We can do some re-touching, some cropping, straightening, sampling, color, really interesting things that we can do there. All right, next we have this little Preview button. Now this Preview button may not seen that important, but it's actually pretty important. Here's why. Let's say we go down to our basic adjustments. You can see I'm on Basic right there, and I'll modify the color temperature. I'll make this one a little bit warmer, but I'm not sure if I like that. How can I see the before, before I modify that? Well, click on this Preview option. There is our before, and there is our after. Okay great, so now I have the ability to see both of those options, so again, it's often overlooked, yet it's a pretty important one. You can also access that by pressing the P key.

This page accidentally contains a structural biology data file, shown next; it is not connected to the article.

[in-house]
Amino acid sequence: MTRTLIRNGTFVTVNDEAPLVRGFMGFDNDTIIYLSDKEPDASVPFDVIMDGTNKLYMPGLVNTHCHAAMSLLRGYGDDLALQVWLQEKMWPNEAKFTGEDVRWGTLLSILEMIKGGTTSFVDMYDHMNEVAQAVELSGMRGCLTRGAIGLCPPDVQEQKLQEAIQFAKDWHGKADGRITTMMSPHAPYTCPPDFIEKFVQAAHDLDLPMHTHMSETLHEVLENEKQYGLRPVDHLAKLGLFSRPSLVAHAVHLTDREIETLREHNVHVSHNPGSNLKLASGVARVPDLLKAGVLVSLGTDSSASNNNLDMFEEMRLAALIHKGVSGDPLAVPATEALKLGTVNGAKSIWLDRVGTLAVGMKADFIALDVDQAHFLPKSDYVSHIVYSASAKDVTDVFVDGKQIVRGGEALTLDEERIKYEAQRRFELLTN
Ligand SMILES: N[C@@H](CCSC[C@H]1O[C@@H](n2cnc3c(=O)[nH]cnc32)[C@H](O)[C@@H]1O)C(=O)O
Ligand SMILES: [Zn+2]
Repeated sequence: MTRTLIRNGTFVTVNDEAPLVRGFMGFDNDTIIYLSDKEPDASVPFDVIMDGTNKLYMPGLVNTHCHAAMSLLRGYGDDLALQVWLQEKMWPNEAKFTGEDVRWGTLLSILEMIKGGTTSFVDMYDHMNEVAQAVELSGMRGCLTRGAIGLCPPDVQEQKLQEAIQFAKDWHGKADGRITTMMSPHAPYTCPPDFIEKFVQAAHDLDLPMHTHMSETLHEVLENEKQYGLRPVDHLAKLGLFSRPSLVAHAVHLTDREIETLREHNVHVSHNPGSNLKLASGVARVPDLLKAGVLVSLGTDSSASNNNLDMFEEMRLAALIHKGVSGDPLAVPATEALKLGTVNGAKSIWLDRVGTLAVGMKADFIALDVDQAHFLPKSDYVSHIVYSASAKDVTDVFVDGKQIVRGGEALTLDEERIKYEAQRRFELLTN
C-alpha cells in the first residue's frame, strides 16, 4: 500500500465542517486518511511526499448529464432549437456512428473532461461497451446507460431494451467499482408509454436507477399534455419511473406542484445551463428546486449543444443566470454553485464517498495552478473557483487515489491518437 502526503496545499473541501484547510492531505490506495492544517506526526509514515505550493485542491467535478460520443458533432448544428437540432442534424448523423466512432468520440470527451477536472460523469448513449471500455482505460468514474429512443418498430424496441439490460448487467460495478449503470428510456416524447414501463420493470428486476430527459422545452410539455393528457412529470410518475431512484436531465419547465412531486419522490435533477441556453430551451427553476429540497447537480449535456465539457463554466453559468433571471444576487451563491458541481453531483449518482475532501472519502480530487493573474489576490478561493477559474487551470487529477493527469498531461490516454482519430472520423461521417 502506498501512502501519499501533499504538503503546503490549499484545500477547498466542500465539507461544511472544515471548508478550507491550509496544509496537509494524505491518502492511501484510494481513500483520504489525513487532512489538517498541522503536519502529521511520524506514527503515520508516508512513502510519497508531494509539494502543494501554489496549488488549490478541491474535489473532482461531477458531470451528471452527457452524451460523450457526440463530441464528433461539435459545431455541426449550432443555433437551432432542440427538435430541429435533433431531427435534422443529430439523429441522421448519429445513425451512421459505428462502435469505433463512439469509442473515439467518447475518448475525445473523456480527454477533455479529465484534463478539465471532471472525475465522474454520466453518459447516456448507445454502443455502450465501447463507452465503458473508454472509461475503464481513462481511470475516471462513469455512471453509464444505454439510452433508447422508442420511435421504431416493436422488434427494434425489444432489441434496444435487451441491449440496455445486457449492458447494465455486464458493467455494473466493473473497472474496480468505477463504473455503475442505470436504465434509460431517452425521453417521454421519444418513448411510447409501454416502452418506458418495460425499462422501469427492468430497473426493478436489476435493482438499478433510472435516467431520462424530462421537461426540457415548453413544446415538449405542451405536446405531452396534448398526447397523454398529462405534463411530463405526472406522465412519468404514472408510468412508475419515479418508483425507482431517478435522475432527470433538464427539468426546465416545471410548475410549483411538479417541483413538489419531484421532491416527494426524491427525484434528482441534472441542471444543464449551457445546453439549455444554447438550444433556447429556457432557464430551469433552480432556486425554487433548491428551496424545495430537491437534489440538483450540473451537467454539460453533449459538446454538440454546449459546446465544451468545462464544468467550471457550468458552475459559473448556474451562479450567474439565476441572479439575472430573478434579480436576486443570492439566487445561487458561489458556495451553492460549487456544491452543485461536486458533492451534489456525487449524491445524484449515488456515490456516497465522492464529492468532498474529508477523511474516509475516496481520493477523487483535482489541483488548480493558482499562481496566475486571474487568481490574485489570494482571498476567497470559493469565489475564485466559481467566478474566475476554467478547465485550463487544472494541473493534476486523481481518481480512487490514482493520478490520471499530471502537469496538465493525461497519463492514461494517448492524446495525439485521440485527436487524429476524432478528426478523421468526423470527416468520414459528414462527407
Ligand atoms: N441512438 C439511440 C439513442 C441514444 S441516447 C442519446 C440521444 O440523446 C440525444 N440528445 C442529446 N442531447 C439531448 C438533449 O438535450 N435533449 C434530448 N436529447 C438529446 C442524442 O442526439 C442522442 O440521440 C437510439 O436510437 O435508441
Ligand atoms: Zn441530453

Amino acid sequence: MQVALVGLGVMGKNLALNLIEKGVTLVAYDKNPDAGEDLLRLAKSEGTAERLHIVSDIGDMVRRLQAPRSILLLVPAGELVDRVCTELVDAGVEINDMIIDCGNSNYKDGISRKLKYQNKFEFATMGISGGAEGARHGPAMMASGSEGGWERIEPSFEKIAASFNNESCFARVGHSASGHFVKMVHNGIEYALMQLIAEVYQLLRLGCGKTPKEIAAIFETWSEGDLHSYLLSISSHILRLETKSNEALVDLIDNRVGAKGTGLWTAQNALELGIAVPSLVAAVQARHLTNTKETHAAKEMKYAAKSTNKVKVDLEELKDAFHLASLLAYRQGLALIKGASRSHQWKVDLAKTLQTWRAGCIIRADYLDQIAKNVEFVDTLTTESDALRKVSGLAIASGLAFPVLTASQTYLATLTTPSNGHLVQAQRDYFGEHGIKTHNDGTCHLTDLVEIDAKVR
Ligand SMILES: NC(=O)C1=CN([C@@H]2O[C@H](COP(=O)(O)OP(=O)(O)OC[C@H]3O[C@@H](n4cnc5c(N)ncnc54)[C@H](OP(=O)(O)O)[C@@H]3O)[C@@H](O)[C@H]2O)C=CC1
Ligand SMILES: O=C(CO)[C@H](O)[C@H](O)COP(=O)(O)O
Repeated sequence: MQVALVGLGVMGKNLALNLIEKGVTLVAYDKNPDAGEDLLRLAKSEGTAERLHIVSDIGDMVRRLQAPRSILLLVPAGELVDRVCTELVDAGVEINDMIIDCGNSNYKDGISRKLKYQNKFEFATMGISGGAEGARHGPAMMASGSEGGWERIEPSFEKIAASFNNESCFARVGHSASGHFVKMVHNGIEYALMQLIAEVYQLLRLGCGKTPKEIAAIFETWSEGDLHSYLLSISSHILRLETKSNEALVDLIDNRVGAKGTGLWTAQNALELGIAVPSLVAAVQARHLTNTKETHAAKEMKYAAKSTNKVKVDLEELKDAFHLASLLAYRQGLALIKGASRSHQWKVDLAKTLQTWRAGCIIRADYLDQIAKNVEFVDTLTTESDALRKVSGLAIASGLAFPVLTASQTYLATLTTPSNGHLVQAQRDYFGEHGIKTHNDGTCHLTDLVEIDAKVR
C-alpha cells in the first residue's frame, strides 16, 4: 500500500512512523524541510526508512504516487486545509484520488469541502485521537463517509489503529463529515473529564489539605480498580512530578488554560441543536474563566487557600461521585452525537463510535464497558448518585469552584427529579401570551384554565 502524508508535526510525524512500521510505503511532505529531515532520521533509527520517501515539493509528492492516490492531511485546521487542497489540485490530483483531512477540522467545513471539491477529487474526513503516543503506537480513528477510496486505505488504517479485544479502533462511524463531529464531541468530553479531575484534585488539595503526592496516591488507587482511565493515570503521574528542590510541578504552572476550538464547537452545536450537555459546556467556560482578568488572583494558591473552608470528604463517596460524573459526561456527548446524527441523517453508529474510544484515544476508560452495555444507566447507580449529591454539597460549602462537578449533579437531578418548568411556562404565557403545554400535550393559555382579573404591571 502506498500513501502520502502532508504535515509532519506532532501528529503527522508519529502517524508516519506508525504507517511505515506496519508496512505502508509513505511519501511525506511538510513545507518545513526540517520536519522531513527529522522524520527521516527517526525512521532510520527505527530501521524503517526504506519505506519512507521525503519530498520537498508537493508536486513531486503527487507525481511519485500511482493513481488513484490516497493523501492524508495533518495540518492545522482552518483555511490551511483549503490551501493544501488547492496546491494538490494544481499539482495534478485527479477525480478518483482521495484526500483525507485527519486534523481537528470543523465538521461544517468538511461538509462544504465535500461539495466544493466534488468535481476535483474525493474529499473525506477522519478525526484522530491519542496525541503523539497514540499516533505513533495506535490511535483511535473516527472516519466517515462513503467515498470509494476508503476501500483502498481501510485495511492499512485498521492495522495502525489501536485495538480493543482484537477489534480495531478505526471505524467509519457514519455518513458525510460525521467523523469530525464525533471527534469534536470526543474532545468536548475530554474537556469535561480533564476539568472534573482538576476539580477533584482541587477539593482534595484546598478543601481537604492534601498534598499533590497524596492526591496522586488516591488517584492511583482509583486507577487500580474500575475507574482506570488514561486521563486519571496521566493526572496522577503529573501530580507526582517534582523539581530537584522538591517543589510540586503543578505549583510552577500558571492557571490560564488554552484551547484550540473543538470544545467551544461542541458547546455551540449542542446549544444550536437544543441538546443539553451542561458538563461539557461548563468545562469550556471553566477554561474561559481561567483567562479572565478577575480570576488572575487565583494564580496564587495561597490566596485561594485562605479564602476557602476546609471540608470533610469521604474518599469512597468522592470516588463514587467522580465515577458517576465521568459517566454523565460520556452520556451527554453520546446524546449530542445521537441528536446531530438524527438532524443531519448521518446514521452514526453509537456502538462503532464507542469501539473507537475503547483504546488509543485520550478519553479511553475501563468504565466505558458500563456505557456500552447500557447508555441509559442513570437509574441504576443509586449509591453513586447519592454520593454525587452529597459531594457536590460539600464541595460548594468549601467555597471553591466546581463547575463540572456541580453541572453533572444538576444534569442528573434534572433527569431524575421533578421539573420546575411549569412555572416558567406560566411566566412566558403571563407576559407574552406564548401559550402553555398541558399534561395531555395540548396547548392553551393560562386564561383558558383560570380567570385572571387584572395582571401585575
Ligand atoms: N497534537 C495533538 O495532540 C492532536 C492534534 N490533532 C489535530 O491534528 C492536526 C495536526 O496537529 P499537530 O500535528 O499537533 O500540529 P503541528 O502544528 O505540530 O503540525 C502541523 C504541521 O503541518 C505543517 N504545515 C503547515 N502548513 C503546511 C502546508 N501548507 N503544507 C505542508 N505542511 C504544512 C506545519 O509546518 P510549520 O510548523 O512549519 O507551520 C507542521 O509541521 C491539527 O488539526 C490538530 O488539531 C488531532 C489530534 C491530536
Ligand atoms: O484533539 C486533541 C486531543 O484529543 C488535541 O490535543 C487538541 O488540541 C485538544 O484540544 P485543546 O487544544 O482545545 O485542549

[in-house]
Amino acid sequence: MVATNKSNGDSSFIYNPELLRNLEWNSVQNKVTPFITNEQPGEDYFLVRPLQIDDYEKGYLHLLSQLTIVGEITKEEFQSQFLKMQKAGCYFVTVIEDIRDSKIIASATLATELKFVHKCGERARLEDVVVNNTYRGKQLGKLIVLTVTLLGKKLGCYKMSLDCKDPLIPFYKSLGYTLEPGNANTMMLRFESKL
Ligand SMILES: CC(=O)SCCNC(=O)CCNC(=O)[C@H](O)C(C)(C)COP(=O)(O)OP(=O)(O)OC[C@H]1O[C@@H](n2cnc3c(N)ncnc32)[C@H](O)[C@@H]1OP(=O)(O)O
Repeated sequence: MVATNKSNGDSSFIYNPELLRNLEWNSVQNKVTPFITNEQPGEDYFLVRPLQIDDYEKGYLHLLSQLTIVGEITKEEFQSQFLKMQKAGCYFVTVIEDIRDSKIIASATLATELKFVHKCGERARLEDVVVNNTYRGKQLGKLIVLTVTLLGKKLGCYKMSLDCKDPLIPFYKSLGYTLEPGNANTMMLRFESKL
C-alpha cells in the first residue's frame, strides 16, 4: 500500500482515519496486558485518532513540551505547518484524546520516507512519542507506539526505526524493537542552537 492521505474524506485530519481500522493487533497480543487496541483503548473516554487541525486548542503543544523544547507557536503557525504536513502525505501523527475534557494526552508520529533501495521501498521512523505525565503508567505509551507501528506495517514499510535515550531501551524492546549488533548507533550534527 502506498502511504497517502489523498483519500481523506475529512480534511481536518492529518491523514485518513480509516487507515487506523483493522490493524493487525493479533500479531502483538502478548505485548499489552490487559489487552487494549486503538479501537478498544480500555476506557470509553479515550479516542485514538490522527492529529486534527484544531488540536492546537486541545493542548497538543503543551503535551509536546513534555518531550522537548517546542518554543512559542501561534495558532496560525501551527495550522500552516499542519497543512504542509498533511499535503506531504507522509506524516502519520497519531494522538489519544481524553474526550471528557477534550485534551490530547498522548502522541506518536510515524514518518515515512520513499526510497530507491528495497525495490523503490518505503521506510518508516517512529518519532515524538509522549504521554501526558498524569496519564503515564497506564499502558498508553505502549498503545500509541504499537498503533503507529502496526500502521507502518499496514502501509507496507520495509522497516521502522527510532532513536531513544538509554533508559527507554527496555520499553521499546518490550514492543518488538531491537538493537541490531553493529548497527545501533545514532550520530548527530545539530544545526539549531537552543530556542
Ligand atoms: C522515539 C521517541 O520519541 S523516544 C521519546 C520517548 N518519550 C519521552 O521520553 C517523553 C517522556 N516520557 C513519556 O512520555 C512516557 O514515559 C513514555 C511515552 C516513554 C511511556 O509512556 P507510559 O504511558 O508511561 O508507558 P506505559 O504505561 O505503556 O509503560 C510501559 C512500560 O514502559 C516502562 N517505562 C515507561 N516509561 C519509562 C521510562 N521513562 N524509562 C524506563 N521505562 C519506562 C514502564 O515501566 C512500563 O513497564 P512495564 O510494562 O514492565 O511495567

Jumping down to some of our essential sliders. The first group of sliders we are going to look at have to do with our color, temperature, or our white balance. I have already mentioned that I have increased the warmth, and we can see there that, drag it this way, it goes yellow or warm, this way it goes cool or blue, double-click to reset. Tint, it is going to go between green and magenta. All right, that will become more relevant as we start to actually work on a photograph of a person, but let's go down to these sliders. These have to do with our overall tonality of the image. You can see that I have a gray scale here, and my Shadow's 3/4 tones are right here, midtones are right here, 1/4 tones, and then Highlights. How do all these sliders affect the different areas of our image? Well, the Exposure slider increases it, it just brighten everything out. It almost hammers everything, right? Really drastic, go the other way, gosh! It darkens everything up. So you can think of the Exposure slider as a pretty strong slider. That probably means you need to be pretty delicate with that slider, because you can cause some problems there.